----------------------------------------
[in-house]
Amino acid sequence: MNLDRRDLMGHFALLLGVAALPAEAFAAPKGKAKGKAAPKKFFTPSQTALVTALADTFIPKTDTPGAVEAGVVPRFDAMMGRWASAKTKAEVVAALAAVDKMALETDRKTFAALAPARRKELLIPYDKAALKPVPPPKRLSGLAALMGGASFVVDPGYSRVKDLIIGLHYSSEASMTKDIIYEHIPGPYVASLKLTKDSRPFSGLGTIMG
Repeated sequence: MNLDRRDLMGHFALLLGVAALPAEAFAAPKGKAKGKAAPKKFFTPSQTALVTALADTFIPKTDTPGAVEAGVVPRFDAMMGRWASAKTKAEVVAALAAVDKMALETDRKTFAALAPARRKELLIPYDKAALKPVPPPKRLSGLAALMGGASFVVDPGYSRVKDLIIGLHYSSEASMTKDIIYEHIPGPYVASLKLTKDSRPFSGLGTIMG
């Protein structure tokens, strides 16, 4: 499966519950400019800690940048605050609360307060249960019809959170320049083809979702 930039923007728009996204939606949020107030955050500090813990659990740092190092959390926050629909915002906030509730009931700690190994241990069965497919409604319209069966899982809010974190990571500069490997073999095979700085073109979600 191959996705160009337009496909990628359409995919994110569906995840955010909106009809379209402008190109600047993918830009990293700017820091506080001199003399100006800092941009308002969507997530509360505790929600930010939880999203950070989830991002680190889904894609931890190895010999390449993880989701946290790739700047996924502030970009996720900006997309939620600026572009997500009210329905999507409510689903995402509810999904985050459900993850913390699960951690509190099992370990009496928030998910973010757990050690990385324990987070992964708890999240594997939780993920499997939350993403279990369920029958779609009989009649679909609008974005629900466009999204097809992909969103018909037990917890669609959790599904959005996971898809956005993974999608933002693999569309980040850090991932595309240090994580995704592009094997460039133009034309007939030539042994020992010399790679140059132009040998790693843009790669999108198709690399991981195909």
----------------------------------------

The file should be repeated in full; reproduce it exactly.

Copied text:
[in-house]
Amino acid sequence: MNLDRRDLMGHFALLLGVAALPAEAFAAPKGKAKGKAAPKKFFTPSQTALVTALADTFIPKTDTPGAVEAGVVPRFDAMMGRWASAKTKAEVVAALAAVDKMALETDRKTFAALAPARRKELLIPYDKAALKPVPPPKRLSGLAALMGGASFVVDPGYSRVKDLIIGLHYSSEASMTKDIIYEHIPGPYVASLKLTKDSRPFSGLGTIMG
Repeated sequence: MNLDRRDLMGHFALLLGVAALPAEAFAAPKGKAKGKAAPKKFFTPSQTALVTALADTFIPKTDTPGAVEAGVVPRFDAMMGRWASAKTKAEVVAALAAVDKMALETDRKTFAALAPARRKELLIPYDKAALKPVPPPKRLSGLAALMGGASFVVDPGYSRVKDLIIGLHYSSEASMTKDIIYEHIPGPYVASLKLTKDSRPFSGLGTIMG
């Protein structure tokens, strides 16, 4: 499966519950400019800690940048605050609360307060249960019809959170320049083809979702 930039923007728009996204939606949020107030955050500090813990659990740092190092959390926050629909915002906030509730009931700690190994241990069965497919409604319209069966899982809010974190990571500069490997073999095979700085073109979600 191959996705160009337009496909990628359409995919994110569906995840955010909106009809379209402008190109600047993918830009990293700017820091506080001199003399100006800092941009308002969507997530509360505790929600930010939880999203950070989830991002680190889904894609931890190895010999390449993880989701946290790739700047996924502030970009996720900006997309939620600026572009997500009210329905999507409510689903995402509810999904985050459900993850913390699960951690509190099992370990009496928030998910973010757990050690990385324990987070992964708890999240594997939780993920499997939350993403279990369920029958779609009989009649679909609008974005629900466009999204097809992909969103018909037990917890669609959790599904959005996971898809956005993974999608933002693999569309980040850090991932595309240090994580995704592009094997460039133009034309007939030539042994020992010399790679140059132009040998790693843009790669999108198709690399991981195909």